Dave Benson Phillips, Children’s Television Presenter

2012-05-24 03:14 PMInterviews

If you watched children’s television in the 90s, you will probably recognise the trademark smile of Dave Benson Phillips. Yep, that’s right! He’s the charming chap who presented Playdays, Get Your Own Back and Wake Up in the Wild Room. We caught up with Dave to chat about his life as a children’s television presenter, the 'World’s Largest Gunge Fight', and the internet death hoax that threatened to ruin his career…

“Pull that lever and get your own back.”

Did you always want to be a performer?

 

Yes, from a very, very young age.

 

What did you do before you started working in the entertainment business?

 

Like all entertainers, I’ve done a lot of jobs along the way, including factory work and shop work. The strangest thing I ever did was work for a detective agency. I was just an office boy, running around and doing research, but it was really interesting.

 

You worked as a Pontins Bluecoat and a Children’s Uncle for Haven Holidays before getting your big break in television. What did you gain from that experience?

 

For me, it was invaluable. As an entertainer, it’s your job to make sure people have a good time. Their enjoyment depends on your very presence and the activities you put on for them. I learned a lot about performing and the art of working with people.

 

Who discovered you? How did it happen? Where were you spotted?

 

I was spotted when I was working for Haven. Somebody had taken my CV into the BBC and they sent somebody out to the holiday camp. Pretty soon, I received a letter from BBC Manchester saying: “We’ve seen you working. We’d like you to come in.”

 

Most auditions last about five minutes, but this wonderful gentleman from the BBC let me perform all my stuff for him. I opened up my suitcase and entertained him and his staff for at least two hours before eventually stopping. He must’ve thought I was an absolute loon!

 

I wasn’t sure how to do an audition because I was really that inexperienced, but they saw something they liked and asked me to sign up for a show.

 

The show in question was something called Play School. Unfortunately, as I was signing on the dotted line, the powers that be at the BBC closed Play School down. I found out just after I’d had a massive party to celebrate.

 

It all went very quiet for a while, but I eventually got to go on television when they started a new programme called Playdays, or Playbus as it was first known.

 

What was it like making your first ever TV appearance?

 

It was nerve-wracking. After rehearsals, when the cameras were on me, it took me 43 takes to do the first, “Hello! My name is Dave.”

 

I thought I was awful, but everybody was very kind and patient. They taught me everything: how to look down a lens, technical aspects, and things I could do to help them capture the shot. I got to achieve my ambition, but it was also a really good education.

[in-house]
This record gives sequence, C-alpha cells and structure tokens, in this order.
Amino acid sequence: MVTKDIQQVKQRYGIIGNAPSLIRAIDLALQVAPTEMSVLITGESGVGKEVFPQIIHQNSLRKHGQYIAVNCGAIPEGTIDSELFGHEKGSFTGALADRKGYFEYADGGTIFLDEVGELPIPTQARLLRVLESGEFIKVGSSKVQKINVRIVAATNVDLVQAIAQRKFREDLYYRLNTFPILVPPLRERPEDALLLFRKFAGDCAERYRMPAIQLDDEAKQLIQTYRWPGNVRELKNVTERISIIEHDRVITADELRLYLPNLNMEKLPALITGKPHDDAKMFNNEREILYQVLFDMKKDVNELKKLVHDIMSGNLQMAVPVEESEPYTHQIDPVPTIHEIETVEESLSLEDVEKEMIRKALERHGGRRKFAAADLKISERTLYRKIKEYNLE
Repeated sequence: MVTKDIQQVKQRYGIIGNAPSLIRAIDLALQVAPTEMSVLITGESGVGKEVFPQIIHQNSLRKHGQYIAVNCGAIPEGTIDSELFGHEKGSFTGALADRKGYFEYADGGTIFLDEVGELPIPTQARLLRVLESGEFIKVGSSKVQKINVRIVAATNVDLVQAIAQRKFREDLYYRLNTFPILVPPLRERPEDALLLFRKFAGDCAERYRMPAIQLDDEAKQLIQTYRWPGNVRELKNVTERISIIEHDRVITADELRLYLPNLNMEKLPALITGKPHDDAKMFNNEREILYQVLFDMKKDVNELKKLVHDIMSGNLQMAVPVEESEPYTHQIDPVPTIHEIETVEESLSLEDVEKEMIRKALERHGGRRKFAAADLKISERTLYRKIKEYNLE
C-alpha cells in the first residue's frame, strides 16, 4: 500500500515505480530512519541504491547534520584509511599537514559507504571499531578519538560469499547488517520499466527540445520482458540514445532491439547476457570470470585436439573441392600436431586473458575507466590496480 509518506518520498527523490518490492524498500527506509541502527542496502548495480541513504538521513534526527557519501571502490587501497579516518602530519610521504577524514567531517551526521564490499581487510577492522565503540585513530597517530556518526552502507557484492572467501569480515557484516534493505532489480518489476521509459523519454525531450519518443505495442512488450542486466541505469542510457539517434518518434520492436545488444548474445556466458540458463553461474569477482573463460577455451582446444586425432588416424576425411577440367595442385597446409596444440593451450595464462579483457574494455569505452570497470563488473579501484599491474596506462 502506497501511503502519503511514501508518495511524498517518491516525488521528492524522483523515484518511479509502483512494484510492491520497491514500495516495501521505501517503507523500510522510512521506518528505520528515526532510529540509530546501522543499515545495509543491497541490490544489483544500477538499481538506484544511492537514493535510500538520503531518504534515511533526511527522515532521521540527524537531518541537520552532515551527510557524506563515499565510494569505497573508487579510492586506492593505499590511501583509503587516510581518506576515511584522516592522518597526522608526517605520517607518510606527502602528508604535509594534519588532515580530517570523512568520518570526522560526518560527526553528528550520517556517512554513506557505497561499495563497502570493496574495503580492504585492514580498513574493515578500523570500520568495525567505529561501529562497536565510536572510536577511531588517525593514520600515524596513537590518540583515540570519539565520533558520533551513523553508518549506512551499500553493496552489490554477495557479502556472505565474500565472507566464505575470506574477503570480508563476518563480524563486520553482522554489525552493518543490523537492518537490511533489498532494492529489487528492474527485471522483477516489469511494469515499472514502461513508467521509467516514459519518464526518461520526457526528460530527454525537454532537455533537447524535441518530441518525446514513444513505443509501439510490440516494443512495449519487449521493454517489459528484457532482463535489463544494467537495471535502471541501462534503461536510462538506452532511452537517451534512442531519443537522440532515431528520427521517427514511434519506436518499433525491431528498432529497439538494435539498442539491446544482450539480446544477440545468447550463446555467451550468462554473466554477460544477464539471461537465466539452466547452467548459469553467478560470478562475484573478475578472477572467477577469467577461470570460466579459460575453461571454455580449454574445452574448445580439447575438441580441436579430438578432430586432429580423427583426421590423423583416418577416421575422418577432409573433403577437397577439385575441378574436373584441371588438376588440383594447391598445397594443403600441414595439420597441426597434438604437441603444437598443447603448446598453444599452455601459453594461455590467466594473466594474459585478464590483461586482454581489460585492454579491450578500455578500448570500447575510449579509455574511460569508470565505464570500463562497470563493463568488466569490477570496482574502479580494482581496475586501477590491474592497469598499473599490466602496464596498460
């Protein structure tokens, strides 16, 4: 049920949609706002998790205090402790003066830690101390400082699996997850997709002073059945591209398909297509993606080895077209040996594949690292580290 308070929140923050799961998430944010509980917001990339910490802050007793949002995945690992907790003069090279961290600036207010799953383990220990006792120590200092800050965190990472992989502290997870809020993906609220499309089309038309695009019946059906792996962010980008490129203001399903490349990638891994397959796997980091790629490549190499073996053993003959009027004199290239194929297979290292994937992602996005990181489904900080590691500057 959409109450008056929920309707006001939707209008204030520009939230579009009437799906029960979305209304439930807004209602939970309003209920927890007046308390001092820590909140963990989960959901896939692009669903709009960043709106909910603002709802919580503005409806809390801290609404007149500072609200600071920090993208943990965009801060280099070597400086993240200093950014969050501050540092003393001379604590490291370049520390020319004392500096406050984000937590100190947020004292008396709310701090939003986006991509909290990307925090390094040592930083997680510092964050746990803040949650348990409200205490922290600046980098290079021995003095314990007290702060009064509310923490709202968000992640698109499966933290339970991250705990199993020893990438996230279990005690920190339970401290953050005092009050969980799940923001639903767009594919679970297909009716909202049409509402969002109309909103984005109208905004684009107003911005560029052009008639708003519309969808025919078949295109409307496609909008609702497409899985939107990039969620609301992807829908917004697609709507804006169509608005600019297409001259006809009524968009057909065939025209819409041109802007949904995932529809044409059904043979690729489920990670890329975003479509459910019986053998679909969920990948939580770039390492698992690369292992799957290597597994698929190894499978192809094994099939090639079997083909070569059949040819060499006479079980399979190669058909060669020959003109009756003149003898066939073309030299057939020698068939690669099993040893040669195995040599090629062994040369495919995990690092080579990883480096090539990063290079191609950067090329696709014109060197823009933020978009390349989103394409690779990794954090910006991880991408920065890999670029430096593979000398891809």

You were given your own show, Get Your Own Back, in 1991. How did your life change from that point?

 

Playdays had changed my life because I went from a guy who wanted to be on television to a guy who was on television. Get Your Own Back was something else completely different. It pretty much put me in everybody’s living room and that was quite an amazing thing. I became more recognisable.

 

What did you enjoy most about presenting Get Your Own Back?

 

I really liked the whole mechanics of it. You had these amazing people who would put the games together; you had the people who found the contestants; you’d be briefed about the contestants; everybody would help me out as much as possible right up until the beginning of the show; and then it was all up to me. It was great to be part of that machine.

 

There were so many games, so many variables going on and, of course, the gunge itself, which was the star of the show. It was a real team sport, and for somebody who longed to be part of a team growing up as a kid, it was wonderful to be part of it. I’m still in contact with a lot of the team now.

 

In 1996 you started presenting another show on ITV called Wake Up in the Wild Room. Did you find working for ITV different to working for the BBC?

 

Some of the people who worked on Get Your Own Back were also responsible for Wake Up in the Wild Room, but it was my first television programme with commercial breaks. I’d never done that before.

 

There was no audience involved, but we used to get the kids to do some really wacky games, which we all loved putting on. Again, it was another great team sport.

 

In television, everything depends on the studio and the personnel you’re working with, be it ITV, BBC or Sky, and that dictates how everything is run. So yes it was different, but not by very much.

 

You’ve released two CDs, you performed in The Demon Headmaster musical, you sang at the London Palladium as part of the Children's Royal Variety Performance, and you even supported McFly in Brighton on their UK tour. But what would you say has been the highlight of your music career?

 

I wasn’t actually expecting to support McFly; I just happened to be there. I was entertaining children in another part of the Brighton Cricket Ground, where the gig was taking place, and they said: “Listen, we’ve got a spare spot on the stage, Dave. We just need you to do something to warm up the crowd.” So I just went out there, had a chat with the audience and started singing some songs. It was fab.

 

That wasn’t the highlight of my music career, though! Just last week I took part in an 80s music festival called Let’s Rock the Moor. I found myself on stage playing the odd instrument with artists like Nick Heyward, Heaven 17, Boney M, Go West and Billy Ocean. If we’re talking about musical highlights, that’s pretty much up there!

 

I’m currently writing my seventh concert for the Royal Liverpool Philharmonic Orchestra. That’s another highlight! My highlights seem to be ongoing, but, for me, the big highlight is that people still want me to work for them.

 

I understand that you were the victim of an internet ‘death hoax’ in 2009. What happened? How did you manage to cope with such a difficult situation?

 

To tell you the truth, I really haven’t coped with it all that well. When it happened I wasn’t internet savvy; I didn’t even have a Facebook page. And, of course, these things happened without my knowledge.

 

The first I knew about it was when people started phoning up, being very apologetic to my wife. One day she had something like 15 calls.

 

Somebody eventually sent through a link. We looked at it and sat there horrified. I was touring at the time, and theatres began to cancel my gigs because they thought I’d been killed in a car crash. I tried to rush round and say: “Look, I’m not dead,” but the damage had been done. It was horrible.